The record is mesmerizing from start to finish because there’s absolutely no sign of impending violence in the delivery itself, even as he’s brandishing a weapon and threatening the guy’s life at every turn.

About a decade ago Norah Jones came out with an atmospheric album masterpiece called Little Broken Hearts written in response to her being cheated on by her boyfriend with a friend of theirs. It featured some of the best production work you’ll ever hear from Danger Mouse and on it Jones uses the same techniques that Bunn does here. Both sing in a voice that betrays no overt anger, yet is all the more chilling because they’re using an almost dreamy tranquil state of mind to convey their intentions, as if the decision to kill the offending parties was not one that was about to cause them any sleepless nights.

One thing to keep in mind about human beings in general is that anger is an immediate reactionary response in the moment… it springs out of you instinctively when confronted with something that elicits that kind of primal reaction. But if it’s not released right away it doesn’t get MORE forceful and dangerous as time goes on, but rather less so. That’s when would-be tough guys start talking loud, trying to intimidate through their posture because they know they don’t have it in them to back it up.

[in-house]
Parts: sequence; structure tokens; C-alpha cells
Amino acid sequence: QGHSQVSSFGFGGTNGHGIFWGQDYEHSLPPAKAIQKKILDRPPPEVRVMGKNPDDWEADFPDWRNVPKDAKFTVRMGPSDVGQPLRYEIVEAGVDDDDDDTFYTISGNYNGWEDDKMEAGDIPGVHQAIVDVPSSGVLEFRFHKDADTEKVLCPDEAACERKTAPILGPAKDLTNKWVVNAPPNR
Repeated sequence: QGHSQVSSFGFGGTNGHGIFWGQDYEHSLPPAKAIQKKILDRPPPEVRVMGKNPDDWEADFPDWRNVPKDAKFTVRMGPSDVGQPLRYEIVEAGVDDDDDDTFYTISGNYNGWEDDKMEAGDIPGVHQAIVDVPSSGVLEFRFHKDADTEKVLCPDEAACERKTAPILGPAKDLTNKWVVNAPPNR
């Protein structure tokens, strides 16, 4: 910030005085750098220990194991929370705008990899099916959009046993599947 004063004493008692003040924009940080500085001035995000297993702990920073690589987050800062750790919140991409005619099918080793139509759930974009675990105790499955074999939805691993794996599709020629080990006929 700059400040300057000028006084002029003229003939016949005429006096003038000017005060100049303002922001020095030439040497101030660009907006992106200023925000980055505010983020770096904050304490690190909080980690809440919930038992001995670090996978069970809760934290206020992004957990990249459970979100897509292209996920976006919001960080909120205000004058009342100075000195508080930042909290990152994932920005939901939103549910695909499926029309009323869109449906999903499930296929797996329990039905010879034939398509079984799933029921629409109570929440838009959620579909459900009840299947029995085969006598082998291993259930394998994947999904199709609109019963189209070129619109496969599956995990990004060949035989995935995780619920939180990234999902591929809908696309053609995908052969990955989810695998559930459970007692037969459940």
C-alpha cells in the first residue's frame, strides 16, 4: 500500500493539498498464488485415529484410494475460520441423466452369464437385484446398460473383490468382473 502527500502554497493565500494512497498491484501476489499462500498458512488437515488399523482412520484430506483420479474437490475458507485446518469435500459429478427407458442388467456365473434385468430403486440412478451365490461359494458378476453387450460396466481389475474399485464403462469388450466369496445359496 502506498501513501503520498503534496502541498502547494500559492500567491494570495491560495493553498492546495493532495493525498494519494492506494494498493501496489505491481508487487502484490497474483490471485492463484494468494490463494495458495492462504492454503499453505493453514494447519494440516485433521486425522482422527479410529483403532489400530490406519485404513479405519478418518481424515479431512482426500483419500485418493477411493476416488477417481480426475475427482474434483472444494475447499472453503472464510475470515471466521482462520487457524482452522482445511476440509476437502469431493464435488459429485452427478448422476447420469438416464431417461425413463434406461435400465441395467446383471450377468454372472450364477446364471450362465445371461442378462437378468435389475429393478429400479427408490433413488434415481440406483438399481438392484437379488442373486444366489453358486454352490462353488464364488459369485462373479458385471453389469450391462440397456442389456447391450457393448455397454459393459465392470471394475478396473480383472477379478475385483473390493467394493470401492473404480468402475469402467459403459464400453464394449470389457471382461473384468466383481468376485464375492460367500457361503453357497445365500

But the person who controls that urge, who lets the anger fester and remains calm and calculating is the one to truly fear. Those are the ones who strike without warning, who are methodical and exacting in their revenge and that’s the kind of character Bunn comes across as being. He actually loses some of his menace when he describes what he’s going to do, but the lines themselves are so well-crafted we overlook that, especially since he never raises his voice to issue these threats.

It’s a lesson in the powers of persuasion… of using contradictory images – issuing threats in a soothing tone of voice – to convince you that every word is true.


If You Want To Stay Alive
Throughout this the piano plays a creeping slow boogie rhythm and the guitar chips in with key accent notes every so often just to keep you alert, setting a sparse, but by no means stark, atmosphere that contains plenty of melodic flow to never let you forget this is a song, not a scripted radio melodrama.

The one – and only – drawback to I Got You Covered is that we don’t get a satisfying resolution to the story.

He doesn’t have to end his life on the record itself for this to work to its fullest effect, but he’s got to either make it clear his demise is imminent as soon as the record ends, or he needs to leave the impression that he’s only sparing him as a sadistic choice to let the fear build inside this guy so he’s looking over his shoulder everywhere he goes.

The way the song leads us on though we suspect he does kill him in the end, but we don’t know for sure and the last stanza might be either one final merciless taunt from a true sociopath, or just a final scare tactic from somebody who’s not going to pull the trigger.

In real life we remain firmly opposed to any gun induced violence, acts which are always the final epitaph for cowards who turned to a gun to try and mask their own fear of the world around them, but in the context of a fictional plot in a song from seven decades in the past we’d make an exception just this once to find out for sure what happened when Bunn got him cornered on a record that is every bit as good as it is surprising to hear.


(Visit the Artist page of Allen Bunn for the complete archive of his records reviewed to date)